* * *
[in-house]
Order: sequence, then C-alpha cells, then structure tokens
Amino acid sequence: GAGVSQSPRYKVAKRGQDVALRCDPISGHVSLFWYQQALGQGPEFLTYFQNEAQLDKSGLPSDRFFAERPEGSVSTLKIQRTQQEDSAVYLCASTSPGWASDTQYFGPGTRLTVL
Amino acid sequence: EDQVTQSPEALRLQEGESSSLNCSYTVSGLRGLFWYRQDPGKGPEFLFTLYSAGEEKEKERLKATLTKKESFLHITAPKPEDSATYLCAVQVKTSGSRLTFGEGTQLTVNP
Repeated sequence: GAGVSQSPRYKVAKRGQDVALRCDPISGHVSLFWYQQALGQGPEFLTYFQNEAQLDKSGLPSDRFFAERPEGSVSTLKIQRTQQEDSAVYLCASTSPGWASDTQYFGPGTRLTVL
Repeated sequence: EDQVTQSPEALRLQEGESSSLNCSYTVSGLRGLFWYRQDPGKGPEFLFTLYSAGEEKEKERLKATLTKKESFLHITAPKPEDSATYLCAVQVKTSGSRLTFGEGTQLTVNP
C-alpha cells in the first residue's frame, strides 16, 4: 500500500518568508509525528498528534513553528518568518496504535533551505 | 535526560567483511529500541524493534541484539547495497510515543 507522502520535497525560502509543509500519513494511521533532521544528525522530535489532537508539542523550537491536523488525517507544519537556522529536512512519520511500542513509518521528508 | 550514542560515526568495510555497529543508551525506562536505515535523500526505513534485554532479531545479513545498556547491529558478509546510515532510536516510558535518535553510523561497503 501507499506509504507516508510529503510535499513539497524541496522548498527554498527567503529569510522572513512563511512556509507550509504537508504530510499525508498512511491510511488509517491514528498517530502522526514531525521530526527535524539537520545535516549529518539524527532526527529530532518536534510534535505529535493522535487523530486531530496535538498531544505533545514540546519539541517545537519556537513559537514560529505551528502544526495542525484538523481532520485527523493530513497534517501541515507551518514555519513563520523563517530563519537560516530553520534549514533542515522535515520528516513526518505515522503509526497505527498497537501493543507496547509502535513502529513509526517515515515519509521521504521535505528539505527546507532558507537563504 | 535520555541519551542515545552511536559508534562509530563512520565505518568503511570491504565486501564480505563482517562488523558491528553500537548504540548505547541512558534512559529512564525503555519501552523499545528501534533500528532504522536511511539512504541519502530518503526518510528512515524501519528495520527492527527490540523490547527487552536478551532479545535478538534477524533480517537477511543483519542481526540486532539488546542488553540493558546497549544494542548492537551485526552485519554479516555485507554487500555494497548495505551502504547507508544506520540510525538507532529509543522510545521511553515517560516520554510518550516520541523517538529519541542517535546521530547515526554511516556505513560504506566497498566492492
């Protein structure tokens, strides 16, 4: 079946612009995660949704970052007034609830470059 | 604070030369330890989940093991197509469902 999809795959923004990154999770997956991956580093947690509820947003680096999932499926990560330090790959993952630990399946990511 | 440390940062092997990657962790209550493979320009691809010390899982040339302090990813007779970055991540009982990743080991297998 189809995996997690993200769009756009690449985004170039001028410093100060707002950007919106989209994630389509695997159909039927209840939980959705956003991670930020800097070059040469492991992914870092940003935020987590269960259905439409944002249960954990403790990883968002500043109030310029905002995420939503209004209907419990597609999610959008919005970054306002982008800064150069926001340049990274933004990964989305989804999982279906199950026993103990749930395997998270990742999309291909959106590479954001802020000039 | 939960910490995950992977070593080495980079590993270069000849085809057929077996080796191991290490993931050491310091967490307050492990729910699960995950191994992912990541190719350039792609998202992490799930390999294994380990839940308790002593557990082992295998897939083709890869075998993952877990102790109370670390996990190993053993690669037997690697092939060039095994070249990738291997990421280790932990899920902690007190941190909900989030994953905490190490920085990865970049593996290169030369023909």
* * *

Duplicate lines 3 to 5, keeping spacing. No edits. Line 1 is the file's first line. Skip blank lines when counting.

Amino acid sequence: GAGVSQSPRYKVAKRGQDVALRCDPISGHVSLFWYQQALGQGPEFLTYFQNEAQLDKSGLPSDRFFAERPEGSVSTLKIQRTQQEDSAVYLCASTSPGWASDTQYFGPGTRLTVL
Amino acid sequence: EDQVTQSPEALRLQEGESSSLNCSYTVSGLRGLFWYRQDPGKGPEFLFTLYSAGEEKEKERLKATLTKKESFLHITAPKPEDSATYLCAVQVKTSGSRLTFGEGTQLTVNP
Repeated sequence: GAGVSQSPRYKVAKRGQDVALRCDPISGHVSLFWYQQALGQGPEFLTYFQNEAQLDKSGLPSDRFFAERPEGSVSTLKIQRTQQEDSAVYLCASTSPGWASDTQYFGPGTRLTVL